Stephen Cottrell prophetic
Church of England

Bishop of Chelmsford repudiates episcopal "talent pool"

 

It was a glorious sermon, with an audacious, if not subversive (which some may call prophetic) intervention on the Church of England’s emerging “talent pool” approach to recognising bishops. St Paul’s Cathedral hosted the consecration of the Rev’d Anne Hollinghurst as Bishop of Aston, the Ven Ruth Worsley as Bishop of Taunton, and the Rev’d Ric Thorpe as Bishop of Islington. The sermon was delivered by the Bishop of Chelmsford, the Rt Rev’d Stephen Cottrell.

He began with wafty angels ascending and descending; the heavens opening to reveal the Son of Man (Jn 1:51). And he then lured the congregation into sentient slumber, telling us of grandmas who called him “duck” and “angel”, with homely tales of tea and toast. “Be an angel, put the kettle on..”

But then he segued skilfully into ominous messengers and guardians, telling us of the pastoral imperatives of love and care: “So let us think about the work and office of a bishop in these three ways – messenger, sentinel, pastor..”

This ministry I have been called to is not something I put on in the morning and take off at night, it is a sacramental identity, part of what it means for me to be baptised, to be a follower of Jesus. And one of the first responsibilities of a bishop is to be an angel, a messenger, an evangelist, the one who endlessly and constantly tells the story of what God has done in Christ.

And although I don’t much like the soundbite culture we live in, if you pushed me into a corner after the service and demanded one from me, I think I would say that for our culture at this particular time, it is that in Christ you can become yourself. You can be set free from the snares and temptations of a world that tells you you aren’t good enough, good looking enough, thin enough, clever enough, young enough, and find a new identity and become completely yourself as you are meant to be in the communion with God that the death and resurrection of Jesus Christ makes possible.

And it gets better:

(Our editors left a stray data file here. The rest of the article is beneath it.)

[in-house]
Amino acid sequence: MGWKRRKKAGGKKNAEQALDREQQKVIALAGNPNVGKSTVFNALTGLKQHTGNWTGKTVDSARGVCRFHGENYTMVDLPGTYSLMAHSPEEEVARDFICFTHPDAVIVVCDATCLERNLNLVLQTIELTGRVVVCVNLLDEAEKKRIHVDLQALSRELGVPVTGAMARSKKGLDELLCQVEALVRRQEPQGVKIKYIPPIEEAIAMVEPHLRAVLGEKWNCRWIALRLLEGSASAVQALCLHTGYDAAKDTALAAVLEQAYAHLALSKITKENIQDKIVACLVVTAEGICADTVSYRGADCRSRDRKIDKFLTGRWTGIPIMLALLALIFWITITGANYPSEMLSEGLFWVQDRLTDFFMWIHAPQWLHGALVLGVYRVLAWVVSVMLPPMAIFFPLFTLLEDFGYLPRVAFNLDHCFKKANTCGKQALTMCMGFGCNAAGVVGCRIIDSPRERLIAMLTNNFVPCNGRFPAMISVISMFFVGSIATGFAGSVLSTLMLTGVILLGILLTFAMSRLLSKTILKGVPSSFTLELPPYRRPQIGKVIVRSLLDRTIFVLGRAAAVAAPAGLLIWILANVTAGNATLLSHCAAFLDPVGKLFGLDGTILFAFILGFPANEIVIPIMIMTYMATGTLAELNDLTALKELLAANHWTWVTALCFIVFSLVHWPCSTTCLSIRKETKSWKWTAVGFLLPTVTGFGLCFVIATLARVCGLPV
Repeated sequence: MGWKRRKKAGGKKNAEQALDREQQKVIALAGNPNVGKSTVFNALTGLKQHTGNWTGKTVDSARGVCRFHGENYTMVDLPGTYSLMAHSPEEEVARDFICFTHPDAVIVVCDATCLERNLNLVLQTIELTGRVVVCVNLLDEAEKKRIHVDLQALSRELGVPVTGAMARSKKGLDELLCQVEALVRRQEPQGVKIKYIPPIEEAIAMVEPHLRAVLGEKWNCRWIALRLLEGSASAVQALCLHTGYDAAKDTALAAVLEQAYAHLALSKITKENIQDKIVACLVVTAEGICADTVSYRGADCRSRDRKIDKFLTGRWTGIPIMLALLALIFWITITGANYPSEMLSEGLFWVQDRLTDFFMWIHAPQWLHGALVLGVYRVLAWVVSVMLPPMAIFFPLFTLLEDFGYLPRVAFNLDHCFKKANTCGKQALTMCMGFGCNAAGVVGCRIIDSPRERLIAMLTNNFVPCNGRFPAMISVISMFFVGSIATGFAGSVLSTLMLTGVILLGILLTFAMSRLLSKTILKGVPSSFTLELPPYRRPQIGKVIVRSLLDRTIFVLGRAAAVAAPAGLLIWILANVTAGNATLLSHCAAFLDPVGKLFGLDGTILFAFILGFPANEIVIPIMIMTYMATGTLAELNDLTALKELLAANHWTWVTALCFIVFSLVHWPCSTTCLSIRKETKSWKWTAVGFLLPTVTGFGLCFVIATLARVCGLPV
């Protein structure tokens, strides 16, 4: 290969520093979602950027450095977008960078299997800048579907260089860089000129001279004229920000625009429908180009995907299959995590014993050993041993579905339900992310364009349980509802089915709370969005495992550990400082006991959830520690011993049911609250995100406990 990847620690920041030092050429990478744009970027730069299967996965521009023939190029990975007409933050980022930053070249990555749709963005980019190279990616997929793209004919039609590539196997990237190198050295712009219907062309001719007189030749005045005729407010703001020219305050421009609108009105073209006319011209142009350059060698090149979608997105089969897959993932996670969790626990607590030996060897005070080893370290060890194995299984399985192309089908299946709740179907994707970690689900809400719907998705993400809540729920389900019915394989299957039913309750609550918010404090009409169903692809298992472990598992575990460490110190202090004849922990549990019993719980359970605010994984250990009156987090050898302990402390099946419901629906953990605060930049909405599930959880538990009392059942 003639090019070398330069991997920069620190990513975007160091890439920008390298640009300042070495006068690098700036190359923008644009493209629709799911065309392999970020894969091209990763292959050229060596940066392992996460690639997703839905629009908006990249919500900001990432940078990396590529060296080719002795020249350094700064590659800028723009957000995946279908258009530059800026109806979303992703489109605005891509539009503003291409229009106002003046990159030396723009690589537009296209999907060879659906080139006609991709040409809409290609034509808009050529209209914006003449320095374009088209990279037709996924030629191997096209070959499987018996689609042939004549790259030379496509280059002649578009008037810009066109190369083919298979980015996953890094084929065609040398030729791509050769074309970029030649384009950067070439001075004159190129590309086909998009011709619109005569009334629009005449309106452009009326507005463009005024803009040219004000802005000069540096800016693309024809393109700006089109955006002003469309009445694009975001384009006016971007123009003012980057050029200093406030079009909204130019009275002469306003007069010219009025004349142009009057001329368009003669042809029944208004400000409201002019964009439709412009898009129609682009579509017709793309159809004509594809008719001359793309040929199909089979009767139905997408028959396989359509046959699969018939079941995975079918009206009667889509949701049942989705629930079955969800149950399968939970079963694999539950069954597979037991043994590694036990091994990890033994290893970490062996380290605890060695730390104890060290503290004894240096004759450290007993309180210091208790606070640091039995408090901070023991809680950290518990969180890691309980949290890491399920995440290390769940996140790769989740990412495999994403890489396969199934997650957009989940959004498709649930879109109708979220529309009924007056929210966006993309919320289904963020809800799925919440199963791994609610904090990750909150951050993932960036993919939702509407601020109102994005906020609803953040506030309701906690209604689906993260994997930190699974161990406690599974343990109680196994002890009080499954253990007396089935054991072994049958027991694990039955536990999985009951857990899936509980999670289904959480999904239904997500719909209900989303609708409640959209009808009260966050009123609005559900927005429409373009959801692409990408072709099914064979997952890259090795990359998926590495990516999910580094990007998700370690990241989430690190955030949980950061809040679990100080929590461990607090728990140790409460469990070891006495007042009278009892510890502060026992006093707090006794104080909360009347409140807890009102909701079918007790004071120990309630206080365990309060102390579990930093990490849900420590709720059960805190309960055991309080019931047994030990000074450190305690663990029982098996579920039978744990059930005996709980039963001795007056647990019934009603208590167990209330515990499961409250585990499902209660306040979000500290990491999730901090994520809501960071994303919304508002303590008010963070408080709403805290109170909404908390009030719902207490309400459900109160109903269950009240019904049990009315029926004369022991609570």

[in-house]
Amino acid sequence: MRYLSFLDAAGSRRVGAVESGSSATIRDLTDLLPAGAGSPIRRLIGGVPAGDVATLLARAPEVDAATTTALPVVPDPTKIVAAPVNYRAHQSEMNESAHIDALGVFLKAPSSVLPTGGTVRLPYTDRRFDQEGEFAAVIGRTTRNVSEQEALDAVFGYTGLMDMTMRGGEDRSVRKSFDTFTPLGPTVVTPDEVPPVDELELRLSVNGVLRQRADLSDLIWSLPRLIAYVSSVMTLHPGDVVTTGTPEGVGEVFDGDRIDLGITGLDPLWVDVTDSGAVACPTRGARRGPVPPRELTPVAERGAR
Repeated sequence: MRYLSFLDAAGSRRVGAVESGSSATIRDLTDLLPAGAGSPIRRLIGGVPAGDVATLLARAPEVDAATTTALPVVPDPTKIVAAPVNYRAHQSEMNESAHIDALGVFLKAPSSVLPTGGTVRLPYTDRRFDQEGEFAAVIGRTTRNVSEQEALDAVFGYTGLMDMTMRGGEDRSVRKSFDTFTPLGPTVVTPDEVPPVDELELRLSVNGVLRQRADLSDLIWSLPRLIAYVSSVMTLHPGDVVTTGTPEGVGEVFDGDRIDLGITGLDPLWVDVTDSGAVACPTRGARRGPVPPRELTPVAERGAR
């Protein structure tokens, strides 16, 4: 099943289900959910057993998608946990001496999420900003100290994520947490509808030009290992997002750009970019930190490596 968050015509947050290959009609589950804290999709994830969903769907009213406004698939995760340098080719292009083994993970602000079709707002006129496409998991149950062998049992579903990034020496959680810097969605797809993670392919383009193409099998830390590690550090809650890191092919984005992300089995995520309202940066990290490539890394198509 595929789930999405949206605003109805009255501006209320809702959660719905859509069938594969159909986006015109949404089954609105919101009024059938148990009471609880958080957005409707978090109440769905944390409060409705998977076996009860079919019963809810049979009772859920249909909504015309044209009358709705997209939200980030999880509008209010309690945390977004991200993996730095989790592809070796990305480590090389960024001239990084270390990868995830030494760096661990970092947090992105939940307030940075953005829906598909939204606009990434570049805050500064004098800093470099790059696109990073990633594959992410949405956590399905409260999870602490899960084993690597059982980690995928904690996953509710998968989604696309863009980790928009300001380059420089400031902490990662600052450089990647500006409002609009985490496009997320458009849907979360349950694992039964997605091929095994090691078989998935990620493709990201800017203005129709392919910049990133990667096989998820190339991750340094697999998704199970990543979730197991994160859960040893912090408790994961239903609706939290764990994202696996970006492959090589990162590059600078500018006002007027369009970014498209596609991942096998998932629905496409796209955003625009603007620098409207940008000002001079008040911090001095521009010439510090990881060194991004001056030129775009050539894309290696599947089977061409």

As teacher and evangelist this is the first job of the bishop. Not MD of CofE plc; not safe pair of managerial hands, not just emerged slick and shiny from the talent pool, not even graduate of the latest whizzy business school offer of better organised salvation (though these things can help us), but storyteller, poet, theologian: a gospel person, with the good news of Christ and on our lips and in our hearts, and this good news translated into the languages of the smorgasbord of cultures in which we serve. Which is also why being a bishop is so dangerous. We either draw back from such an uncomfortable proclamation. Or end up holding back the Spirit’s sure advance into all truth. Meanwhile, to o many people still treat us with the wrong sort of deference and respect, and believing our own publicity, we collude.

And he quotes Gregory the Great:

“A sentinel always selects a high vantage point in order to be able to observe things better. In the same way, whoever is appointed as a sentinel for a people should live on the heights so that he can help his people by having a broad perspective.”

And then comes to the nexus of his ministry imperative:

What are we looking at? Where do we go? To whom do we speak? What is our perspective? What demands attention? And what is it we choose to ignore? Are we just going to be a church for those gathered in; or once again a church for all the world?

And he reminds us of Gregory’s exhortation to honesty, humility and aspiration, if bishops are to be leaders in the Church of Christ:

For to be a sentinel – a contemplative watchman for the Lord is, to quote Sr. Isabel Mary SLG ‘hard, combative and boring’; it is not to detach yourself from the world, but to stand on the heights and survey the world in all its joys and horrors, interpreting the world to the church and the church to the world, warning of danger when everyone is feeling safe, and proclaiming the victory of Christ when everything looks and feels defeated.

And, finally, he goes for the jugular:

So – a new line for the litany – Good Lord deliver us from successful bishops, from too well prepared or even too well organised bishops, from ready answer in the back pocket and PowerPoint strategy self-sufficient, all efficient bishops. Take us to those high places, places of perspective and reality, where we and all our schemes are set on fire, which, paradoxically for us, are also those places where life is raw, and pain and darkness requisite. Take us to the heights of prayer, to the depths of the scriptures, to the bottom step before the altar, to places of silent waiting where, with mitres off and staffs laid down, we will be replenished and know our need of God, and there be renewed and strengthened for the things that lie ahead as bishops of God’s church – messengers, sentinels and pastors.